New York State Medical Treatment Guidelines for Vision Injury in workers compensation patients

The guidelines provided by the New York State Workers Compensation Board offer general principles for the management of Vision Injuries. These directives aim to assist healthcare professionals in determining appropriate strategies for addressing injuries affecting vision as part of a comprehensive treatment plan.

Healthcare practitioners specializing in Vision Injuries can rely on the guidance from the Workers Compensation Board to make well-informed decisions about the most suitable approaches for managing visual impairments in their patients.

It is important to emphasize that these guidelines are not intended to replace clinical judgment or professional expertise. The ultimate decision regarding the management of Vision Injuries should involve collaboration between the patient and their healthcare provider.

Understanding Vision and Oculomotor Challenges in TBI

Traumatic Brain Injury (TBI) often gives rise to a spectrum of vision and oculomotor issues. Among these, oculomotor-based reading difficulties stand out as a prevalent symptom in TBI patients. Various visual symptoms accompany TBI, including eye-focusing problems, challenges in judging distances, diplopia (double vision), dizziness, vertigo, nausea induced by visual stimuli, heightened sensitivity to visual motion, photosensitivity, visual inattention, distractibility, and difficulties in assessing distances (both relative and absolute).

To address these concerns, a Medical Doctor (MD), Doctor of Osteopathic Medicine (DO), or Doctor of Optometry (OD) with specific training and experience in TBI-related visual disturbances should conduct a comprehensive vision evaluation. This evaluation employs standard examination techniques and supplementary tests to diagnose visual disorders associated with TBI. Subsequently, a treatment plan is devised, incorporating rehabilitative interventions.

Rehabilitative interventions may encompass vision therapy, specialized reading spectacles, prism spectacles, and/or tinted spectacles, tailored to address the unique visual challenges arising from TBI.

Assessing Vision in TBI Patients: Tests and Recommendations

Visual Acuity Testing

For certain patients with Traumatic Brain Injury (TBI), Visual Acuity Testing is recommended, particularly in cases of severe TBI or when there are concerns about TBI-related impacts on vision. This assessment aids in identifying deficits in visual acuity and is typically performed once. A follow-up assessment may be considered to detect improvements or resolution, especially upon referral to a specialist as clinically indicated. Visual Acuity Testing serves as a primary means to evaluate impairments in visual acuity, providing valuable insights in the evaluation of TBI patients.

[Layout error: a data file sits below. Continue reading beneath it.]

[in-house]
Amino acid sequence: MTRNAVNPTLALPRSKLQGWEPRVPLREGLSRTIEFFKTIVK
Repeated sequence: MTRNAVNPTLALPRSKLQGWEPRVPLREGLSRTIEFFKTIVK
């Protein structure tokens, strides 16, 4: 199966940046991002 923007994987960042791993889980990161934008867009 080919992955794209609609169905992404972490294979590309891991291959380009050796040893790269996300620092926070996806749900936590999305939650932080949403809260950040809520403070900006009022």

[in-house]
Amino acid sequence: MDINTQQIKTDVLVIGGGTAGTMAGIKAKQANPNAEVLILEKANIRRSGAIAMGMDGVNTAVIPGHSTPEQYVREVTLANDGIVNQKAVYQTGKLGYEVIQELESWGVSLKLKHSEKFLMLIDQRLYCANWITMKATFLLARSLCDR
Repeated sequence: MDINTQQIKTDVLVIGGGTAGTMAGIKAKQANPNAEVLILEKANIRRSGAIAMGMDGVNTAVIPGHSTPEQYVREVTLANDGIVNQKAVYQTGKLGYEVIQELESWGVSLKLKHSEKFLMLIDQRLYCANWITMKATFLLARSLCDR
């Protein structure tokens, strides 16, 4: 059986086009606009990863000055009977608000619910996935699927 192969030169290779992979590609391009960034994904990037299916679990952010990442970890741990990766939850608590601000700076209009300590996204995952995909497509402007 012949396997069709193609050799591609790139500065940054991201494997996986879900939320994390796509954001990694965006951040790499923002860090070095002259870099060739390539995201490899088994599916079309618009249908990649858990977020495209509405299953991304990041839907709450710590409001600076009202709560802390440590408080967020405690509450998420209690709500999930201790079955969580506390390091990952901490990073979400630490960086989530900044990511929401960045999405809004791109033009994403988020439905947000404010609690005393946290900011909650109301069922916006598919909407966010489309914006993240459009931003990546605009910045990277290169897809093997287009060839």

Visual Evoked Potentials (VEP)

In select cases where more common testing methods are not feasible, Visual Evoked Potentials (VEP) are recommended to assess the visual system. This is particularly applicable in severe TBI cases where conventional methods like bedside testing or Snellen testing may be challenging. VEP offers the benefit of assessing the visual system and can be used as a baseline assessment. If abnormalities persist due to the injury, follow-up testing with visual evoked potentials is a reasonable approach.

Visual Field Testing

In specific cases, Visual Field Testing is recommended, particularly when there are indications of severe TBI or concerns about TBI-related impacts on visual fields, including reported deficits. This assessment aids in identifying deficits in visual fields and is typically performed once. A follow-up assessment may be considered to detect any improvement or resolution.

Visual Perception Testing

Selective use of Visual Perception Testing is recommended for severe TBI or patients with TBI and visual symptoms. This testing is generally indicated when there are concerns about significant impacts on vision. The benefit lies in identifying deficits in the interpretation of visual inputs. Similar to other assessments, Visual Perception Testing is typically performed once, with the option for a second assessment to track improvements or resolution.

Fluorescein Angiography

In specific cases, Fluorescein Angiography is recommended for the evaluation of visual impairment associated with TBI, where the visualization of retinal blood vessels is indicated. This assessment is typically performed as a one-time evaluation.

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